Lot #778. Soviet Kislovodsk Porcelain Chessmen

$1,295.00

Soviet Kislovodsk Porcelain Chessmen chessmen made in Kislovodsk, Stavropol Territory, RSFSR, with Caucasus warriors as chessmen. The King stands 4-0” tall with a 1.3” octagonal base. As new. Circa 1980

In stock

Description

Soviet Kislovodsk Porcelain Chessmen

Soviet Kislovodsk Porcelain Chessmen chessmen made in Kislovodsk, Stavropol Territory, RSFSR, with Caucasus warriors as chessmen. The King stands 4-0” tall with a 1.3” octagonal base. The chessmen were produced in the Soviet Union porcelain factory Kislovodsk. The chess pieces feature Polychrome overglaze painting with gold accents. One army sports velvet base pads, the other bears the red company insignias. The design was displayed at the exhibition “Porcelain in the UDSSR” in 1989 in Bonn on the occasion of the visit of Michail Gorbatchov to Helmut Kohl in Germany.

According to Isaak Linder, the design goes back to Georgian porcelain artists from the Zugdidi Porcelain factory in Zugdidi/Georgia (Linder, Schach – Schachfiguren im Wandel der Zeit, p. 83, 122-125). However, the set shown by Linder differs slightly from this set in that the bishops are wearing capes rather than hats and the colors are much darker in the set attributed by Linder to the Zugdidi porcelain factory. The set offered here was sold under the brand of the Kislovodsk porcelain factory, located some 200 miles away on the Russian side of the border.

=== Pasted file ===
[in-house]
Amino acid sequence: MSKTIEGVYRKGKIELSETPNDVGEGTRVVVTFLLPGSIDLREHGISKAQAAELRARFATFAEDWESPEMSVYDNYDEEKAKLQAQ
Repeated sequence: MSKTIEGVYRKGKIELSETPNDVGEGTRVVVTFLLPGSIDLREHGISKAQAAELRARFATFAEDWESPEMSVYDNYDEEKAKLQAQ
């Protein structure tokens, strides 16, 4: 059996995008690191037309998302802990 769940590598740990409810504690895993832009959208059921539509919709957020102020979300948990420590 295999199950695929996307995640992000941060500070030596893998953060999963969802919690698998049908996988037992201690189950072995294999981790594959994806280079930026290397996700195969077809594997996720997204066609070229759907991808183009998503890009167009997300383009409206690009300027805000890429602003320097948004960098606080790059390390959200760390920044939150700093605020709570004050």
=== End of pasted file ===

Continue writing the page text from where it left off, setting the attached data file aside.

The Soviet Kislovodsk Porcelain Chessmen are shown in traditional Georgian or Caucasian dress. The Kings are dressed in a “chokha”. It is a typical and very traditional type of garment and a Georgian symbol of pride, worn until today on many formal occasions. The uniform of the king is completed with a richly embroidered overcoat called “burka”, a hood-like headdress wrapped around the neck called “bashlyk”, a traditional hat called “papakha” and the traditional Cossack dagger called “khanjali”. The Queen is likewise dressed in the traditional dress of a rich Georgian woman. She is wearing a long dress called “kartuli”,  with a beautifully decorated belt. The traditional headdress consists of a white veil called “lechaki”, a thin bolster called “kopi” and a rim called “chikhta”. The Knights are rearing horses, a reference to the dzhigit horsemen among the Cossacks. The Bishops represent Cossacks dressed with a closed burka, wearing a bashlyk and a papakha. The Pawns are sitting Cossacks.

Background

Kislovodsk is a Russian city located in the Stavropol Krai. After the October Revolution, the mansions of the rich were nationalized and turned into sanatoriums. Many folk craftsmen who carved figurines from bones and horns were among those who came to the sanatoriums. In 1960s, the production of porcelain souvenirs began. From the beginning, the focus was on unique products of artistic value. After the collapse of the Soviet Union , the Kislovodsk Souvenir Factory was transformed into a limited liability company Kislovodskiy farfor – Feniks .

Additional information

Weight6 lbs
Dimensions14 × 12 × 10 in

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